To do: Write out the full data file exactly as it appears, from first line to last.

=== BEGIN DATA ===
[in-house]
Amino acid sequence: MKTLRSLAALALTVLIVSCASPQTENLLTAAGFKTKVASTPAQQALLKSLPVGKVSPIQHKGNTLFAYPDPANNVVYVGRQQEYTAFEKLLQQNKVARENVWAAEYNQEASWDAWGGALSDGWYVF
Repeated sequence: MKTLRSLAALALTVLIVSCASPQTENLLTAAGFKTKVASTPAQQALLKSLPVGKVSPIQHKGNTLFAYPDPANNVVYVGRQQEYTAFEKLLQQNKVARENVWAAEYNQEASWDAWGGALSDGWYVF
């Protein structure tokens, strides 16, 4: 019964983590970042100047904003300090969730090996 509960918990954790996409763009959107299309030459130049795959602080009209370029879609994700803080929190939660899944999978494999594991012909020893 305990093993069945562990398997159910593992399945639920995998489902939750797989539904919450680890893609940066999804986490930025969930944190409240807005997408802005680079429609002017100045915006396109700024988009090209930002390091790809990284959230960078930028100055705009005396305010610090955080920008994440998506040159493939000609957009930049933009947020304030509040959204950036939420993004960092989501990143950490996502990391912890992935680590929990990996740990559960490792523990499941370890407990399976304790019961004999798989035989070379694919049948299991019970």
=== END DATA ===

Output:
[in-house]
Amino acid sequence: MKTLRSLAALALTVLIVSCASPQTENLLTAAGFKTKVASTPAQQALLKSLPVGKVSPIQHKGNTLFAYPDPANNVVYVGRQQEYTAFEKLLQQNKVARENVWAAEYNQEASWDAWGGALSDGWYVF
Repeated sequence: MKTLRSLAALALTVLIVSCASPQTENLLTAAGFKTKVASTPAQQALLKSLPVGKVSPIQHKGNTLFAYPDPANNVVYVGRQQEYTAFEKLLQQNKVARENVWAAEYNQEASWDAWGGALSDGWYVF
């Protein structure tokens, strides 16, 4: 019964983590970042100047904003300090969730090996 509960918990954790996409763009959107299309030459130049795959602080009209370029879609994700803080929190939660899944999978494999594991012909020893 305990093993069945562990398997159910593992399945639920995998489902939750797989539904919450680890893609940066999804986490930025969930944190409240807005997408802005680079429609002017100045915006396109700024988009090209930002390091790809990284959230960078930028100055705009005396305010610090955080920008994440998506040159493939000609957009930049933009947020304030509040959204950036939420993004960092989501990143950490996502990391912890992935680590929990990996740990559960490792523990499941370890407990399976304790019961004999798989035989070379694919049948299991019970």